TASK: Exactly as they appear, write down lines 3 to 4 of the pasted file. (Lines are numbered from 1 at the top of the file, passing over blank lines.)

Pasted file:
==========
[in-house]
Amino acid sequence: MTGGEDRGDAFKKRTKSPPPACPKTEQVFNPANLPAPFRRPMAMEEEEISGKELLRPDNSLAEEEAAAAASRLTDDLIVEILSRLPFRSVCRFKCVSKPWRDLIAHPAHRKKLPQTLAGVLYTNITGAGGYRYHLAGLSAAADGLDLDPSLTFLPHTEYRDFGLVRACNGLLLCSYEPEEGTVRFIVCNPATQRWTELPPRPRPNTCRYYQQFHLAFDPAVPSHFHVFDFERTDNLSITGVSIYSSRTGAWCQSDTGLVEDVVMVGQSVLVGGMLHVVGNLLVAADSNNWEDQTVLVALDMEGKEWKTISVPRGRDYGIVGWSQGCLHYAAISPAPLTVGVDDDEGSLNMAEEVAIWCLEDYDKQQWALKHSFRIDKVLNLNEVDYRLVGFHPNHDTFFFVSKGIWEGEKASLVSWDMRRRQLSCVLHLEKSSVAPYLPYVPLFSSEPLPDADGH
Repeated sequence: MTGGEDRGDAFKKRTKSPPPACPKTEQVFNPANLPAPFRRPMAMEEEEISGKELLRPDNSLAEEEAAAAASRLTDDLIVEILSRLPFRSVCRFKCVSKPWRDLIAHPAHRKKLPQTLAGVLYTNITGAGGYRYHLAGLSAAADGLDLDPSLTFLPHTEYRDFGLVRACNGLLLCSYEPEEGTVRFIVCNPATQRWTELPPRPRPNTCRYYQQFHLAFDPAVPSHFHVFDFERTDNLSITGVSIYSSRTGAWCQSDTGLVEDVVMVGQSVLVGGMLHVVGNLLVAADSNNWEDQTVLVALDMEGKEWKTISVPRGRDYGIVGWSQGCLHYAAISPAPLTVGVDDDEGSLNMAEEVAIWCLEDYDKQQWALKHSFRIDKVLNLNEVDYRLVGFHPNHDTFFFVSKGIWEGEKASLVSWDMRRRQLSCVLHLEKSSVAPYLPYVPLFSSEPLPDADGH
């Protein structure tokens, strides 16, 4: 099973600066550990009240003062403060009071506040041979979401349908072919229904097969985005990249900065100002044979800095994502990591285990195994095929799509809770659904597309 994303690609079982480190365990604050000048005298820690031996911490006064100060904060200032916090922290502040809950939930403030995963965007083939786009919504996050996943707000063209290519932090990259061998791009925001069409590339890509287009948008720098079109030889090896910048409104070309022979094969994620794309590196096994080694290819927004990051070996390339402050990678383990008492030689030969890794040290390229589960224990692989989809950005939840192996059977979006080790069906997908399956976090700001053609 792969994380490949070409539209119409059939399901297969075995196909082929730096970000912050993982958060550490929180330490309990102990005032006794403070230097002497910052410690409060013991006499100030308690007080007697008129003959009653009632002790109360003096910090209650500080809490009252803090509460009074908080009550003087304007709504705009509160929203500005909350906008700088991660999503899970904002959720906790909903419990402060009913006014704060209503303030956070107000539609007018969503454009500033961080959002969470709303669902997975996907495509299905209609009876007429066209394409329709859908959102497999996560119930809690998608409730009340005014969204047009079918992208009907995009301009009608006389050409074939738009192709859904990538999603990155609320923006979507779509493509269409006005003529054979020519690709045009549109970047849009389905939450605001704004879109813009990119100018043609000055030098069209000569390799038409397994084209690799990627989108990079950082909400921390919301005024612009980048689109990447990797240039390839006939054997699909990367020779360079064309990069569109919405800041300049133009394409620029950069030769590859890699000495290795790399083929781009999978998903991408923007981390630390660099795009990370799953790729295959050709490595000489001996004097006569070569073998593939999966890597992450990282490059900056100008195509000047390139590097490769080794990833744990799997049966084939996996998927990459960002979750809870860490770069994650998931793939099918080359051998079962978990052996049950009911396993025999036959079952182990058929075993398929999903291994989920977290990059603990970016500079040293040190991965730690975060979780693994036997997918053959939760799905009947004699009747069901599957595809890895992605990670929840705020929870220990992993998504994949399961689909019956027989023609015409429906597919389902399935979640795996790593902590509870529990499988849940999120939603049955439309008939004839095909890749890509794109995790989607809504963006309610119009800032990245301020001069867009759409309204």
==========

Repeated sequence: MTGGEDRGDAFKKRTKSPPPACPKTEQVFNPANLPAPFRRPMAMEEEEISGKELLRPDNSLAEEEAAAAASRLTDDLIVEILSRLPFRSVCRFKCVSKPWRDLIAHPAHRKKLPQTLAGVLYTNITGAGGYRYHLAGLSAAADGLDLDPSLTFLPHTEYRDFGLVRACNGLLLCSYEPEEGTVRFIVCNPATQRWTELPPRPRPNTCRYYQQFHLAFDPAVPSHFHVFDFERTDNLSITGVSIYSSRTGAWCQSDTGLVEDVVMVGQSVLVGGMLHVVGNLLVAADSNNWEDQTVLVALDMEGKEWKTISVPRGRDYGIVGWSQGCLHYAAISPAPLTVGVDDDEGSLNMAEEVAIWCLEDYDKQQWALKHSFRIDKVLNLNEVDYRLVGFHPNHDTFFFVSKGIWEGEKASLVSWDMRRRQLSCVLHLEKSSVAPYLPYVPLFSSEPLPDADGH
């Protein structure tokens, strides 16, 4: 099973600066550990009240003062403060009071506040041979979401349908072919229904097969985005990249900065100002044979800095994502990591285990195994095929799509809770659904597309 994303690609079982480190365990604050000048005298820690031996911490006064100060904060200032916090922290502040809950939930403030995963965007083939786009919504996050996943707000063209290519932090990259061998791009925001069409590339890509287009948008720098079109030889090896910048409104070309022979094969994620794309590196096994080694290819927004990051070996390339402050990678383990008492030689030969890794040290390229589960224990692989989809950005939840192996059977979006080790069906997908399956976090700001053609 792969994380490949070409539209119409059939399901297969075995196909082929730096970000912050993982958060550490929180330490309990102990005032006794403070230097002497910052410690409060013991006499100030308690007080007697008129003959009653009632002790109360003096910090209650500080809490009252803090509460009074908080009550003087304007709504705009509160929203500005909350906008700088991660999503899970904002959720906790909903419990402060009913006014704060209503303030956070107000539609007018969503454009500033961080959002969470709303669902997975996907495509299905209609009876007429066209394409329709859908959102497999996560119930809690998608409730009340005014969204047009079918992208009907995009301009009608006389050409074939738009192709859904990538999603990155609320923006979507779509493509269409006005003529054979020519690709045009549109970047849009389905939450605001704004879109813009990119100018043609000055030098069209000569390799038409397994084209690799990627989108990079950082909400921390919301005024612009980048689109990447990797240039390839006939054997699909990367020779360079064309990069569109919405800041300049133009394409620029950069030769590859890699000495290795790399083929781009999978998903991408923007981390630390660099795009990370799953790729295959050709490595000489001996004097006569070569073998593939999966890597992450990282490059900056100008195509000047390139590097490769080794990833744990799997049966084939996996998927990459960002979750809870860490770069994650998931793939099918080359051998079962978990052996049950009911396993025999036959079952182990058929075993398929999903291994989920977290990059603990970016500079040293040190991965730690975060979780693994036997997918053959939760799905009947004699009747069901599957595809890895992605990670929840705020929870220990992993998504994949399961689909019956027989023609015409429906597919389902399935979640795996790593902590509870529990499988849940999120939603049955439309008939004839095909890749890509794109995790989607809504963006309610119009800032990245301020001069867009759409309204």